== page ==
While General Andrew Jackson’s Battle of New Orleans victory culminated years of warring, Lawrence symbolized the American cessation as feeble yet persistent flowers sprouting from the cracked earth. The nation was starting over again. The three flora species depicted are native to the American South.
Andrea Douglas Responds:
Andrea Douglas is executive director of the Jefferson School African American Heritage Center at the University of Virginia.
Rather than expressing an emphatic declaration of peace, Lawrence’s scorched and ruptured landscape, which opens to reveal a more fecund one, seems to cry out for solace. This plaintive sensibility is buttressed by the work’s secondary title, Ghent, a reference to the Treaty of Ghent, which ended the demoralizing War of 1812 and concretized American self-determination and Manifest Destiny. Perhaps I am projecting, since I write just one week after the anniversary of the Charlottesville, Virginia, “summer of hate,” when the city’s racial fissure was laid bare for the globe to see. One month before this anniversary, I and a hundred other passengers of varied age, race, and economic background embarked on a pilgrimage to transport to Montgomery, Alabama, soil recovered in Charlottesville from the site of the horrific lynching murder of a black man, John Henry James, in 1898. Along the nearly seven hundred miles traveled, we stopped at sites of America’s most violent racial interactions with the hope of comprehending Charlottesville’s place in this ugly narrative. Upon arriving in Montgomery, I suffered the same emotional despair articulated by Lawrence’s faceted and sharply angular landscape.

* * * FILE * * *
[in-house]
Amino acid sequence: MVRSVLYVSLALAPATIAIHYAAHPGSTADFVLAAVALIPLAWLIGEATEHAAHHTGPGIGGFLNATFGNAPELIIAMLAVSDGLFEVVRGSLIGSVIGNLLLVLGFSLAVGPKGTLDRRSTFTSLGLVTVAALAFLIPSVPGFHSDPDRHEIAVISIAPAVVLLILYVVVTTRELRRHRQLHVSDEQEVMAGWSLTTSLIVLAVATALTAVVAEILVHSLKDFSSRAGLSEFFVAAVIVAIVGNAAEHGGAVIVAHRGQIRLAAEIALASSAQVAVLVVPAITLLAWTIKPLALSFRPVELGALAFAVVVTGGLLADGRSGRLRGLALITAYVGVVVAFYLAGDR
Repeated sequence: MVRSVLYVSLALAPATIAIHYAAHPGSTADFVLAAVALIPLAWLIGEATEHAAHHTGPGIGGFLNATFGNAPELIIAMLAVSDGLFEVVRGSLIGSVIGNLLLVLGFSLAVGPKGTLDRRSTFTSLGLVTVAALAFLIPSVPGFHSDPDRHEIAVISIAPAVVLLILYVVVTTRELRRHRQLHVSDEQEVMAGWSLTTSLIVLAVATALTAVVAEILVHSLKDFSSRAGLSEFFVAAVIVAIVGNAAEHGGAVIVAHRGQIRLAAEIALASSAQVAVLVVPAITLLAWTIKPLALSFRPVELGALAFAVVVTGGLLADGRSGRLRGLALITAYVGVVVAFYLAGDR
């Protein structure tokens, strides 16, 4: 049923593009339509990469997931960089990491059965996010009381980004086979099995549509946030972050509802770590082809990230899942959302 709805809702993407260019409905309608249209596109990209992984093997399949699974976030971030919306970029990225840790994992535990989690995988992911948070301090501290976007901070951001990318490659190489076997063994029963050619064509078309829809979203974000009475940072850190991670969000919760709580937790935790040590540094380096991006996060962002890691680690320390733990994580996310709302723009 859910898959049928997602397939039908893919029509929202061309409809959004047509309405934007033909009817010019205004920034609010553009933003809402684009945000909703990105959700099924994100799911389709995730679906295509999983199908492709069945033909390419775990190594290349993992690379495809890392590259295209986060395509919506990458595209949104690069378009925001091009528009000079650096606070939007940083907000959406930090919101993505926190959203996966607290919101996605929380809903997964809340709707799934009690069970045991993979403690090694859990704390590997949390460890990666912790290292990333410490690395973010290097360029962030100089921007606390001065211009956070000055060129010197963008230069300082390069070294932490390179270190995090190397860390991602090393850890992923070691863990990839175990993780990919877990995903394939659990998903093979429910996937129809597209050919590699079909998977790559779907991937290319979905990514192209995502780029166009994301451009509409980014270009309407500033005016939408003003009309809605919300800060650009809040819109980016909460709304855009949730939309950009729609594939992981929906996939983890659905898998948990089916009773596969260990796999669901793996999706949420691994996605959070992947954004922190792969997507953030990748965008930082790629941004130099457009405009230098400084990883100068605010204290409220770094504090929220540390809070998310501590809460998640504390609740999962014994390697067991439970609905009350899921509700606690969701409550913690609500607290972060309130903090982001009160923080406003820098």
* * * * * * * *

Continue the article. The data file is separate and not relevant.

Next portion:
In 1956, when the work was created, the Montgomery bus boycott was in full swing with escalating violence that included the bombing of Martin Luther King Jr.’s home. American identity was fracturing along lines of its most basic civil rights and the protest’s end was still an entire year away.
Yet there is hope in Lawrence’s canvas. His emaciated flowers strain upward toward a nourishing sky to suggest that peace, which today seems so elusive, is indeed attainable and fulfilling.
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